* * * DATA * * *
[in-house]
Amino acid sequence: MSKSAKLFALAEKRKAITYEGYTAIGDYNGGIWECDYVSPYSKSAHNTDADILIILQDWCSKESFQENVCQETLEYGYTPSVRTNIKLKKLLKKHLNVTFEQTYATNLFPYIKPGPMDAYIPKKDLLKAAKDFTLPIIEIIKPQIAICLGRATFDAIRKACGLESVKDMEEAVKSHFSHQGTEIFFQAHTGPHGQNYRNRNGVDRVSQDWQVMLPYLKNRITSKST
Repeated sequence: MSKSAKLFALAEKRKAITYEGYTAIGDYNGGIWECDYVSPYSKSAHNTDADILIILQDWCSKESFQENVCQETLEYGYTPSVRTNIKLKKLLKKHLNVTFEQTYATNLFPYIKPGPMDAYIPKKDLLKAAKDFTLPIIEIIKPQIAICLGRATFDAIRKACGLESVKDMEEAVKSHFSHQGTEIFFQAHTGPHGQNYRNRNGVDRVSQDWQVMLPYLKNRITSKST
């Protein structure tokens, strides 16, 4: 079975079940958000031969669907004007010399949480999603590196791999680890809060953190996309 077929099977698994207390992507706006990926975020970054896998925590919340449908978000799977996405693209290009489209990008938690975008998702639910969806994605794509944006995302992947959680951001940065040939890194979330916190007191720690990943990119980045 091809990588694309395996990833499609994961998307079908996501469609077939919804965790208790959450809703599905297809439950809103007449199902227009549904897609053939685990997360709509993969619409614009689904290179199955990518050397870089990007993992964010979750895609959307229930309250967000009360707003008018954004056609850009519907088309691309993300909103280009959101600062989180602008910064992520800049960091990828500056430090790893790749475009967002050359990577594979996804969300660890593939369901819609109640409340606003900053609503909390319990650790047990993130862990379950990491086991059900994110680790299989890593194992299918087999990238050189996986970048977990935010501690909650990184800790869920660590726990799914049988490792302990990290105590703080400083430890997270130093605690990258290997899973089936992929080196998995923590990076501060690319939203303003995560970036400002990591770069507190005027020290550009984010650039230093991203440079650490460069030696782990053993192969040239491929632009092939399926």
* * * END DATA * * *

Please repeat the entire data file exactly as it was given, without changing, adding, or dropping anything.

[in-house]
Amino acid sequence: MSKSAKLFALAEKRKAITYEGYTAIGDYNGGIWECDYVSPYSKSAHNTDADILIILQDWCSKESFQENVCQETLEYGYTPSVRTNIKLKKLLKKHLNVTFEQTYATNLFPYIKPGPMDAYIPKKDLLKAAKDFTLPIIEIIKPQIAICLGRATFDAIRKACGLESVKDMEEAVKSHFSHQGTEIFFQAHTGPHGQNYRNRNGVDRVSQDWQVMLPYLKNRITSKST
Repeated sequence: MSKSAKLFALAEKRKAITYEGYTAIGDYNGGIWECDYVSPYSKSAHNTDADILIILQDWCSKESFQENVCQETLEYGYTPSVRTNIKLKKLLKKHLNVTFEQTYATNLFPYIKPGPMDAYIPKKDLLKAAKDFTLPIIEIIKPQIAICLGRATFDAIRKACGLESVKDMEEAVKSHFSHQGTEIFFQAHTGPHGQNYRNRNGVDRVSQDWQVMLPYLKNRITSKST
């Protein structure tokens, strides 16, 4: 079975079940958000031969669907004007010399949480999603590196791999680890809060953190996309 077929099977698994207390992507706006990926975020970054896998925590919340449908978000799977996405693209290009489209990008938690975008998702639910969806994605794509944006995302992947959680951001940065040939890194979330916190007191720690990943990119980045 091809990588694309395996990833499609994961998307079908996501469609077939919804965790208790959450809703599905297809439950809103007449199902227009549904897609053939685990997360709509993969619409614009689904290179199955990518050397870089990007993992964010979750895609959307229930309250967000009360707003008018954004056609850009519907088309691309993300909103280009959101600062989180602008910064992520800049960091990828500056430090790893790749475009967002050359990577594979996804969300660890593939369901819609109640409340606003900053609503909390319990650790047990993130862990379950990491086991059900994110680790299989890593194992299918087999990238050189996986970048977990935010501690909650990184800790869920660590726990799914049988490792302990990290105590703080400083430890997270130093605690990258290997899973089936992929080196998995923590990076501060690319939203303003995560970036400002990591770069507190005027020290550009984010650039230093991203440079650490460069030696782990053993192969040239491929632009092939399926």